Bizarre Sahaja Yoga Class
I attended a bizarre yoga class last night, and I won’t reveal its name or location as this kind of feedback and review won’t help anybody.
It was a group teaching Sahaja Yoga, which I’d never heard of before. It dealt exclusively in kundalini yoga meditation, so I was interested in learning their chakra techniques to see if I could assimilate some of them into my practice. Mainly though, I was there to meet other meditators to add a social side to my meditation.
I got there and there were around 20 people. A couple of guys were around my age or a bit younger but everyone else was ancient. The class was introduced by a guy who looked about 70 who had a strong Northern accent. This is important to know to understand how funny he sounded saying some of these things. Johnny Vegas is a good approximation:
He asked who was new, and me and the younger guys put up our hands. He brought around some flyers for their next retreat, saying, “Pick a card, any card!” and fanning them out like it was a magic trick. We took them then he realized they all had the wrong date on them and those were for the retreat next February. He took them all back and got some new ones, and said “Pick a card, any card!”, fanning them out again so it appeared as though he was giving us random cards. “This one should say September on it!” he said.
I took mine and said, “This one says June 24th – two days ago?”
He shouted, “It says September down the bottom! Don’t argue with me, mate!” This was said jokingly (yet still aggressively, especially since the Northern accent isn’t the softest). Some people sniggered uncomfortably.
When most of the attendees had arrived, he went and sat down on the front row and stared at a photo of Shri Mataji Nirmala Devi, the movement’s founder, positioned at the front. He didn’t tell anyone what was going on; he just stared at the photo, and this went on for about five minutes. Looking around, no one else in the room seemed to know what was going on. Some people thought the meditation had started, and took the palms-up pose instructed in the leaflet we had been given, and closed their eyes. I just did some samatha breath meditation in the dhyana pose to pass the time.
Eventually he stood up and walked over to a huge diagram of the chakras superimposed over a meditating human form at the front of the room. The chakras not only didn’t have their real names on there (with the third eye bizarrely labelled “Forgiveness”), they weren’t even the right colours! The solar plexus was green, and the heart had a symbol of a flame on it. He then launched into a description of the chakras, and kundalini’s role in activating them. The whole thing reminded me of the cobbled-together and grossly misinterpreted version of Western history in the film Idiocracy.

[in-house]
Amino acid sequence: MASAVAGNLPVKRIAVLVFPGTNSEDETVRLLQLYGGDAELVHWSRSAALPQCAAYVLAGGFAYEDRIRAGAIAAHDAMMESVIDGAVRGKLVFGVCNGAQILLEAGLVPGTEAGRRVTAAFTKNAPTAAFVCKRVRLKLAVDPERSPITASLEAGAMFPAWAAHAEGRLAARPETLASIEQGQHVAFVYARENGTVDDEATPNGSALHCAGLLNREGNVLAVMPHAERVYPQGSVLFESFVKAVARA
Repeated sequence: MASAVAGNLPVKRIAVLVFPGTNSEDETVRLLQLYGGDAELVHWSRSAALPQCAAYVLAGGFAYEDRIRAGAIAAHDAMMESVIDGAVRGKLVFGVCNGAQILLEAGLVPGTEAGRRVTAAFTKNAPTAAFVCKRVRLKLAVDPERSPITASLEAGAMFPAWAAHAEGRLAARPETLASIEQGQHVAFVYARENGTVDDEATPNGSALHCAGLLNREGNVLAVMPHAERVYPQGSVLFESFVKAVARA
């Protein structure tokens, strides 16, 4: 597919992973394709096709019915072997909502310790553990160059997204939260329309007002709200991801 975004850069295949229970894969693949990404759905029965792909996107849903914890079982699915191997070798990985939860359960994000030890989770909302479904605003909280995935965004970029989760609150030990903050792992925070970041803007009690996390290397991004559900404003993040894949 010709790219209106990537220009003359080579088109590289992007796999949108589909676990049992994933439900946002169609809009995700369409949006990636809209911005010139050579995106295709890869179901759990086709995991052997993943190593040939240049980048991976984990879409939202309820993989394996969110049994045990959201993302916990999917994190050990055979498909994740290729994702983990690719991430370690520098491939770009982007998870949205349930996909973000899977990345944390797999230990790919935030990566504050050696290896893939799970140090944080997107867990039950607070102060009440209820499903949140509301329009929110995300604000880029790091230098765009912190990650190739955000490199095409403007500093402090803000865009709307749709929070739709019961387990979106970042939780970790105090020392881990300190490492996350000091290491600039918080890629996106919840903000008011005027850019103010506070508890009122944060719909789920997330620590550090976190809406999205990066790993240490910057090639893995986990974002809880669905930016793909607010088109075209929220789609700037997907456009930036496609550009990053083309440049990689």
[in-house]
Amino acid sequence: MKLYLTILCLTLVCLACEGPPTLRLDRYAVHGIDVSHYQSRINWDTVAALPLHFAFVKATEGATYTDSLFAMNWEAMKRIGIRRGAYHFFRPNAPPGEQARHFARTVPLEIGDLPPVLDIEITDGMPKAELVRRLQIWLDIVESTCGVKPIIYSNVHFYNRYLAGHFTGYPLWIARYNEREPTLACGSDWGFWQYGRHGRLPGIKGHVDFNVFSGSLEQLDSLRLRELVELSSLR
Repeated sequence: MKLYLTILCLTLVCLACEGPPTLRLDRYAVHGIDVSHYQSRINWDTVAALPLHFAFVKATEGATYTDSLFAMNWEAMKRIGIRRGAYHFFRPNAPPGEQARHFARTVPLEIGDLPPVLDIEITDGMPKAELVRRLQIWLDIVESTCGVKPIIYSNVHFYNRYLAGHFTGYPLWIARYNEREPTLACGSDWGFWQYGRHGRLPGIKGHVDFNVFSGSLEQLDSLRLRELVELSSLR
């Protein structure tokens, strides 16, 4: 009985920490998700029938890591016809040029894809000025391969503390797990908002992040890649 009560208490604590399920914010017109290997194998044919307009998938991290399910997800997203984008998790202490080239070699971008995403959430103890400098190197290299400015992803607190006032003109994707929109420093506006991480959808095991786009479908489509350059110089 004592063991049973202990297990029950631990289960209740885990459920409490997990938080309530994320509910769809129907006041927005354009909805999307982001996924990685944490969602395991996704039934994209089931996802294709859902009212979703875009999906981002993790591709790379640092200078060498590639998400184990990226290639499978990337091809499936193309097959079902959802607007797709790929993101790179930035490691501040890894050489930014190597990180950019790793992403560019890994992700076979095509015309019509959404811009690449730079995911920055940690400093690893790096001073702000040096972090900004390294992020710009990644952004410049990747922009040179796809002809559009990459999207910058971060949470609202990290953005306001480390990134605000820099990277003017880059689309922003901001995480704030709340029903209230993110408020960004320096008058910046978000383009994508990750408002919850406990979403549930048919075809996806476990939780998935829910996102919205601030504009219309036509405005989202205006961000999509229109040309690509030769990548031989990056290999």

“When you reach ‘ere”, he said, pointing at the third eye, “you get thoughtless awareness! Then yer meditatin’!”
A hand went up from one of the attendees. “I’m new,” he said. “What is that like? Is there some sort of sign I’m there?” I interpreted that as a question about what awareness is like without verbal thoughts, since most beginner meditators have little concept of consciousness without mind-chatter.
However, our 70-year-old host had different ideas. “What do ya mean?” he asked. “You just have no thoughts!”
“But how does that feel?”
“You just feel free!“
“Can you explain more about this? How can I be conscious without thoughts?” the attendee asked.
“It’s like music,” continued the 70-year-old. “You know, all music these days is written from ego. It’s about trying to be someone. It’s like if you’re trying to be a mod or a rocker…” (a reference to competing British music cultures from fifty years ago) “…or a hupster or a hipster or a finkster or a funkster… I don’t know, I don’t keep up with these things.” Then there was a pause. “How did we get here?” he exclaimed. I wasn’t sure if this was just old age or genuine senility. “…Oh yeah – they don’t write from the heart! Meditation gets you to the heart!“
The room was bewildered and everyone at that point seemed to decide not to ask him any more questions. He turned to a woman, one of the other organizers, who we’ll call Anne. “Anne, do you want to give the meditation today?” he asked.
“No,” she said, bluntly.
“Okay Brian, I guess it’s your turn then, mate!”
Brian was a mild-mannered Rupert Sheldrake type who seemed far more affable than the other two. He then gave a verbatim repeat of the same chakra presentation the old fuck just had, before getting into the actual meditation. The advert for this class claimed that the group leader had over 20 years’ meditation experience. I am assuming that that did not refer to any of these three.
The starting meditation was simply palms-up third-eye gazing but with a single introductory mantra only allowed to be sung by non-first-timers. In fact, we were not allowed to join in, and even at the end of the course we were not given materials to learn the mantras. “Everyone else, just listen and enjoy,” he said. They sang “Om” wrong (without the correct upward “Aum” inflexion) then sang some words relating to the cult’s founder being the Divine Mother or similar. “And now we meditate,” he said. “And whatever you do, just try not to think.” (What? Terrible advice. If people could turn off thoughts at will they wouldn’t need meditation.)